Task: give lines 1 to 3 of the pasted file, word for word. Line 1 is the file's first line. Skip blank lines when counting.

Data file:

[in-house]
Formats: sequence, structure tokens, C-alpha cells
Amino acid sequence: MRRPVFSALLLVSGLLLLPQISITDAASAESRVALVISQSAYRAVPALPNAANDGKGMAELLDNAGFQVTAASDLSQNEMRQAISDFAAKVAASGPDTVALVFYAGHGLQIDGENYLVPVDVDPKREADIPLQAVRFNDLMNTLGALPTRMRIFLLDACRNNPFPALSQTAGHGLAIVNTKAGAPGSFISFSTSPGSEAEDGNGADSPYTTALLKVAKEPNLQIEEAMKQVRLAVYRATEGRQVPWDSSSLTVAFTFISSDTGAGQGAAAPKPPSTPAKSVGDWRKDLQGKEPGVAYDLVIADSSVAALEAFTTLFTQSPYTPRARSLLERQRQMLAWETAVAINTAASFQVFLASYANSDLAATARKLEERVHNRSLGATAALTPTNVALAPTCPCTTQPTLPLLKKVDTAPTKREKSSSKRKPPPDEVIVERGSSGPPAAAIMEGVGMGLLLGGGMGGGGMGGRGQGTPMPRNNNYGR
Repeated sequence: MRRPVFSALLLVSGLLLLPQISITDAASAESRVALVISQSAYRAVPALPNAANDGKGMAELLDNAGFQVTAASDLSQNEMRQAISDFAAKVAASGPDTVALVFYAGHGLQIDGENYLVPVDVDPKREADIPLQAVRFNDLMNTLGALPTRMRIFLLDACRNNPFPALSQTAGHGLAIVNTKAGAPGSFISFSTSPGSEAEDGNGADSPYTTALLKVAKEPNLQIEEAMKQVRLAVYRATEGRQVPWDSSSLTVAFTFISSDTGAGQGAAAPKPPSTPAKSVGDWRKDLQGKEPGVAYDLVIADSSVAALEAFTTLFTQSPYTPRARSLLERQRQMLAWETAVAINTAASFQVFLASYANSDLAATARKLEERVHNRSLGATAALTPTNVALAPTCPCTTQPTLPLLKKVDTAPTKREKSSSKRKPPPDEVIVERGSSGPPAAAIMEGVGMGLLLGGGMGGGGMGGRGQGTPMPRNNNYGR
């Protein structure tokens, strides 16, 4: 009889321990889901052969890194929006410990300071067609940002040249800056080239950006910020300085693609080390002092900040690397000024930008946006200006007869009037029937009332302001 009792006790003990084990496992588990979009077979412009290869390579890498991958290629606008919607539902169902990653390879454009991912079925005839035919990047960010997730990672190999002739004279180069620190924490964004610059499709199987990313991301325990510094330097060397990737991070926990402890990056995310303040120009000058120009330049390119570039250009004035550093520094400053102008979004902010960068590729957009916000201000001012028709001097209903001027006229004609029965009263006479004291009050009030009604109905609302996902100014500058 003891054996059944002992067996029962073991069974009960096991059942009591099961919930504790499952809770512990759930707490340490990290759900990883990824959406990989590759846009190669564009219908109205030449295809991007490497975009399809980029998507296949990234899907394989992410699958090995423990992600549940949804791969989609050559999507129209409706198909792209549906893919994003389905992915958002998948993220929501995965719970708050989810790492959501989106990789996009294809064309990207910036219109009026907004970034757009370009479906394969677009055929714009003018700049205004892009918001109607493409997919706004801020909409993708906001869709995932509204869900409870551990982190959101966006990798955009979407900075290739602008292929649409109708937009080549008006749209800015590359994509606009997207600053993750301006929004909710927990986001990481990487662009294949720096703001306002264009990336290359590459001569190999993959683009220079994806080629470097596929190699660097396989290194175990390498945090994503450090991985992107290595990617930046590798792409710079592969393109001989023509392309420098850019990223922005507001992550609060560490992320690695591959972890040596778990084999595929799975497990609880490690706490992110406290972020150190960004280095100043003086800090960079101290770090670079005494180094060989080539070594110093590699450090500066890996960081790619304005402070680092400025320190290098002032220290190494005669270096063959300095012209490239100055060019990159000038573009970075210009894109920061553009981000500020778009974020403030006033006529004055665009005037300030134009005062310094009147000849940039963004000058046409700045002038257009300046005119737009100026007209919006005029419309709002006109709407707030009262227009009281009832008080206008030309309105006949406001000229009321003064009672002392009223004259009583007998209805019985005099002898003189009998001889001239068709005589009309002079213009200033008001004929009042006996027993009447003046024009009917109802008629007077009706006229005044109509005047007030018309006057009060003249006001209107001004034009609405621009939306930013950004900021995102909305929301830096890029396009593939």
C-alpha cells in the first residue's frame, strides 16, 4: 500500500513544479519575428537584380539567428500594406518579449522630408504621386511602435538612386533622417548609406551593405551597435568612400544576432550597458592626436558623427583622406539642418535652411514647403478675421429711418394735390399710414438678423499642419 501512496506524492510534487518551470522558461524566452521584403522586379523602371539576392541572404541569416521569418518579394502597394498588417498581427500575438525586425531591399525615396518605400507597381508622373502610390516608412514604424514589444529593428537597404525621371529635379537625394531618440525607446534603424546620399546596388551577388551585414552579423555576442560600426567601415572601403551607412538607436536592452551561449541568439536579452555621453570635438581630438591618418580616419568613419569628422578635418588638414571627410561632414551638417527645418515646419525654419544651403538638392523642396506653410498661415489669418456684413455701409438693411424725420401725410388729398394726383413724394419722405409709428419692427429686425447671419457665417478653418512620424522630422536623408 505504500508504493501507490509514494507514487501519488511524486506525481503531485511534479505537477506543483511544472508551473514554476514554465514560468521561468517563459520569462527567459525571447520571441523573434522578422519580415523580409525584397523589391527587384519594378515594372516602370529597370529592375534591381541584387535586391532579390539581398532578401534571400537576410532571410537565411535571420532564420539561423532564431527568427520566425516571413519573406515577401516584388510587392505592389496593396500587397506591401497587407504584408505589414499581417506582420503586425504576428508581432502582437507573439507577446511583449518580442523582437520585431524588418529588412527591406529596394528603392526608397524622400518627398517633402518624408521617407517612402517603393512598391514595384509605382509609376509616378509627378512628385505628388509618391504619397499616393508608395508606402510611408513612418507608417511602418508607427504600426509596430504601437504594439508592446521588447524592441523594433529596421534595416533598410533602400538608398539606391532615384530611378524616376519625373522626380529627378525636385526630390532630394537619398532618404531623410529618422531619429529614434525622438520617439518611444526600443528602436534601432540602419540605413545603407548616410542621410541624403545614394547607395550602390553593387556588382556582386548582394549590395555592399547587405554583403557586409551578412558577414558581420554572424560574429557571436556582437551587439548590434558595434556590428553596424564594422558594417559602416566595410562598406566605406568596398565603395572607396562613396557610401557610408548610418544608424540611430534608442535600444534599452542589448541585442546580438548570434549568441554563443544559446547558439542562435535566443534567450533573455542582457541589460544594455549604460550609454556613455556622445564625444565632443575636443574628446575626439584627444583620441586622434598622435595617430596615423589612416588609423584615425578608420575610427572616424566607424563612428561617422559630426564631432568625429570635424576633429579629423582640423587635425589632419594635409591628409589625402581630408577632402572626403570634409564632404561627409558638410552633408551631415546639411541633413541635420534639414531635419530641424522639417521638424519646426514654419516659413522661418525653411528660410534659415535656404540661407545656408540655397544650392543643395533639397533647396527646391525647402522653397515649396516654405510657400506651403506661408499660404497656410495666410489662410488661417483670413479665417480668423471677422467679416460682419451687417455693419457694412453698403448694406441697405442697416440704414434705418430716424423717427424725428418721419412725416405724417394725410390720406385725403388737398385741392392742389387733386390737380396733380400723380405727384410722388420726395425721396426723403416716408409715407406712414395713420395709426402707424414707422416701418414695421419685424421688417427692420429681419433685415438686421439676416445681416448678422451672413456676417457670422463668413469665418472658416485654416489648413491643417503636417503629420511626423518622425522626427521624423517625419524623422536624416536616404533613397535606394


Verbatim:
[in-house]
Formats: sequence, structure tokens, C-alpha cells
Amino acid sequence: MRRPVFSALLLVSGLLLLPQISITDAASAESRVALVISQSAYRAVPALPNAANDGKGMAELLDNAGFQVTAASDLSQNEMRQAISDFAAKVAASGPDTVALVFYAGHGLQIDGENYLVPVDVDPKREADIPLQAVRFNDLMNTLGALPTRMRIFLLDACRNNPFPALSQTAGHGLAIVNTKAGAPGSFISFSTSPGSEAEDGNGADSPYTTALLKVAKEPNLQIEEAMKQVRLAVYRATEGRQVPWDSSSLTVAFTFISSDTGAGQGAAAPKPPSTPAKSVGDWRKDLQGKEPGVAYDLVIADSSVAALEAFTTLFTQSPYTPRARSLLERQRQMLAWETAVAINTAASFQVFLASYANSDLAATARKLEERVHNRSLGATAALTPTNVALAPTCPCTTQPTLPLLKKVDTAPTKREKSSSKRKPPPDEVIVERGSSGPPAAAIMEGVGMGLLLGGGMGGGGMGGRGQGTPMPRNNNYGR